Aerial view of a giant illuminated decoration of the Aztec sun stone and the Zocalo main square, Mexico City.

Mexico City’s people have trusted researchers with their medical histories.Credit: Cristopher Rogel Blanquet/Getty

Two decades ago, scientists asked more than 150,000 people living in Mexico City to provide medical data for research. Each participant gave time, blood and details of their medical history. For the researchers, who were based at the National Autonomous University of Mexico in Mexico City and the University of Oxford, UK, this was an opportunity to study a Latin American population for clues about factors contributing to disease and health. For the participants, it was a chance to contribute to science so that future generations might one day benefit from access to improved health care. Ultimately, the Mexico City Prospective Study was an exercise in trust — scientists were trusted with some of people’s most private information because they promised to use it responsibly.

Over the years, the researchers have repaid the communities through studies investigating the effects of tobacco and other risk factors on participants’ health1. They have used the data to learn about the impact of diabetes on mortality rates2, and they have found that rare forms of a gene called GPR75 lower the risk of obesity3. And on 11 October, researchers added to the body of knowledge on the population’s ancestry4.

But this project also has broader relevance — it can be seen as a model of trust and of how the power structures of science can be changed to benefit the communities closest to it.

Mexico’s population is genetically wealthy. With a complex history of migration and mixing of several populations, the country’s diverse genetic resources are valuable to the study of the genetic roots of diseases. Most genetic databases are stocked with data from people with European ancestry. If genomics is to genuinely benefit the global community — and especially under-represented groups — appropriately diverse data sets are needed. These will improve the accuracy of genetic tests, such as those for disease risk, and will make it easier to unearth potential drug targets by finding new genetic links to medical conditions.

At the same time, wealthy nations have, for centuries, been extracting natural resources from low- and middle-income countries and pocketing the proceeds. Scientific data, unfortunately, have been among those resources. Even well-intentioned programmes that emphasize — or require — investigators to share the data from their published studies with the communities from which the information was gathered can reinforce this power structure. Researchers in wealthy nations can access databases more quickly and easily using powerful tools than can those in resource-poor areas; and participating scientists in poorer countries are often not given the credit they are due.

Moreover, if the analyses are designed without the input from the communities from which the data originated, they are less likely to be relevant to that population. This could mean that the promise of serving future generations of Mexicans might go unmet, engendering distrust in scientists and their research aims in the process.

To counter this history, researchers associated with the Mexico City Prospective Study came up with a data-sharing proposal that was expressly designed to benefit scientists in Mexico who want to use the study’s data for their own research. The data will be made freely available to researchers in Mexico for up to two years before those in other countries can access them. The authors have also arranged to provide free computing services to those researchers who might want access but who lack the infrastructure to perform analyses on such a massive data set.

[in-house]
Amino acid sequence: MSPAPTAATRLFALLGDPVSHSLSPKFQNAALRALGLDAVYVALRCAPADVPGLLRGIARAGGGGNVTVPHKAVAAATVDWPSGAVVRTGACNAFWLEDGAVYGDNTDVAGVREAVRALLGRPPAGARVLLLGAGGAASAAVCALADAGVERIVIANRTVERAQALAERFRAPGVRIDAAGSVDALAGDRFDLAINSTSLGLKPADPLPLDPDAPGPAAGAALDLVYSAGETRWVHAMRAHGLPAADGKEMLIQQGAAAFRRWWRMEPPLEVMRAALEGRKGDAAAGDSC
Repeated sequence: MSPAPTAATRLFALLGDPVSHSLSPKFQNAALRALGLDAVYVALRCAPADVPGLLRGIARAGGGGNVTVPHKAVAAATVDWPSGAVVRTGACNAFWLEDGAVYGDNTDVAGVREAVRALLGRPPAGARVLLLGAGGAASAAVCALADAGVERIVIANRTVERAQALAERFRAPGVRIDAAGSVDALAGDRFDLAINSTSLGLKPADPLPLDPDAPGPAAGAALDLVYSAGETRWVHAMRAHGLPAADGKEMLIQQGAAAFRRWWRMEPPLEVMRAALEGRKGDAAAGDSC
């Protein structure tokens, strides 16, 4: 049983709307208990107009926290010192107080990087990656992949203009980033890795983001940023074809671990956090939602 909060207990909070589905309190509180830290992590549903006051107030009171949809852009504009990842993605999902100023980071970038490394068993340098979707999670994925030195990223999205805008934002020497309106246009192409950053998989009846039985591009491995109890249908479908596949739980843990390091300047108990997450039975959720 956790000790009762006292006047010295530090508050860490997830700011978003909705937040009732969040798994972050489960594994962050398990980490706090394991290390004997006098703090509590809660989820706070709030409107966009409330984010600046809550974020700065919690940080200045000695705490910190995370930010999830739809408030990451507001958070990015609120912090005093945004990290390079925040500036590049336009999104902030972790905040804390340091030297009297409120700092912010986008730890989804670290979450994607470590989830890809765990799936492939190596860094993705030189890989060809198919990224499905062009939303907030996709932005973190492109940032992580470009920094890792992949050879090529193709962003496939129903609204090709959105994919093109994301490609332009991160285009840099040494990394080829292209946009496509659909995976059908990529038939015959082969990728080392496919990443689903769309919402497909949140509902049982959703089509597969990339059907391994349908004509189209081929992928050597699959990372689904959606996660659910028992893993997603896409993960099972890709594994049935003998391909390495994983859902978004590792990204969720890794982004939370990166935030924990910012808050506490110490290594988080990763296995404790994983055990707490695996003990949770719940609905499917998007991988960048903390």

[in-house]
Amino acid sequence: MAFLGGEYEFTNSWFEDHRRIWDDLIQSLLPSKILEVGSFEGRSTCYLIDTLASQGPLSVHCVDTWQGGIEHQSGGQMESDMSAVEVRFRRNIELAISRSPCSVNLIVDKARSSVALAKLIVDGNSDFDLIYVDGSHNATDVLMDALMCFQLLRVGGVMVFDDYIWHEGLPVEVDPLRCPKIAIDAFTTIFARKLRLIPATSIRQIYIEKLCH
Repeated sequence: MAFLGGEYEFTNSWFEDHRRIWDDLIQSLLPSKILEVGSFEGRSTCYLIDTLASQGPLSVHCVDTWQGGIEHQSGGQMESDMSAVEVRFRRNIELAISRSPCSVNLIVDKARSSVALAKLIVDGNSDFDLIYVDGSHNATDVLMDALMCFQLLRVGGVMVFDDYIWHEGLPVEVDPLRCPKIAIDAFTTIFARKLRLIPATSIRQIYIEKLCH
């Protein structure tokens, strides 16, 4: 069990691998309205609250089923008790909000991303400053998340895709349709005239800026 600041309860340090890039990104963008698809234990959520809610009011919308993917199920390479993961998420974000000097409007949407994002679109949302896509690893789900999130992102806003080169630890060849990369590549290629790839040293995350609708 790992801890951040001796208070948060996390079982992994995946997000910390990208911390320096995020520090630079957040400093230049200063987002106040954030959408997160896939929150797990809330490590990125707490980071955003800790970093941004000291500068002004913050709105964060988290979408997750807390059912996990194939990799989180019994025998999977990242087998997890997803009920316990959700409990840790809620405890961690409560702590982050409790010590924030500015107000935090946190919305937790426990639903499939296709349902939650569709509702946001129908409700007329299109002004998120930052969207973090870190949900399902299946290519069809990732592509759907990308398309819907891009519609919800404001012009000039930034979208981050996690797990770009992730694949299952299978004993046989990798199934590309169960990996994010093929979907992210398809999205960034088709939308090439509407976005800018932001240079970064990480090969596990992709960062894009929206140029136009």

There are conditions. Those who wish to benefit will need to ensure that the data are kept securely, and they are not allowed to try to identify the participants. They will also need to seek approval from the original consortium members. Researchers in Mexico who are granted early access to the data can still collaborate with others around the world. It is an important step towards addressing inequities in data sharing that have persisted despite efforts to ensure that the information is shared openly. The study’s data-sharing policy builds on previous agreements in which scientists from wealthy countries worked with genomic data from participants in low-income nations.

The solution reached by the Mexico City Prospective Study is not perfect. Two years of advance access to the data is hardly enough to level the playing field between researchers in Mexico and those in wealthier nations, says Phaik Yeong Cheah, a bioethicist at the Mahidol Oxford Tropical Medicine Research Unit based in Bangkok. To generate genomic data and perform the analyses, the research team partnered with the Regeneron Genetics Center in Tarrytown, New York — an industry-sponsored initiative — and with other pharmaceutical companies. Under the terms of agreement, the initiative will have access to the data from the project alongside scientists in Mexico.

But the spirit of the effort — to specifically consider the ability of researchers to access and analyse the data collected from their communities — is one that more projects could adopt, as they explore ways to counteract the power hierarchies rooted in history that are perpetuated today.

That does not apply only to genetics research. Many fields — including ecology, epidemiology and geology — rely on communities around the world to supply crucial data. It is essential that we explore ways to ensure that those data are used to benefit those who shared them in the first place.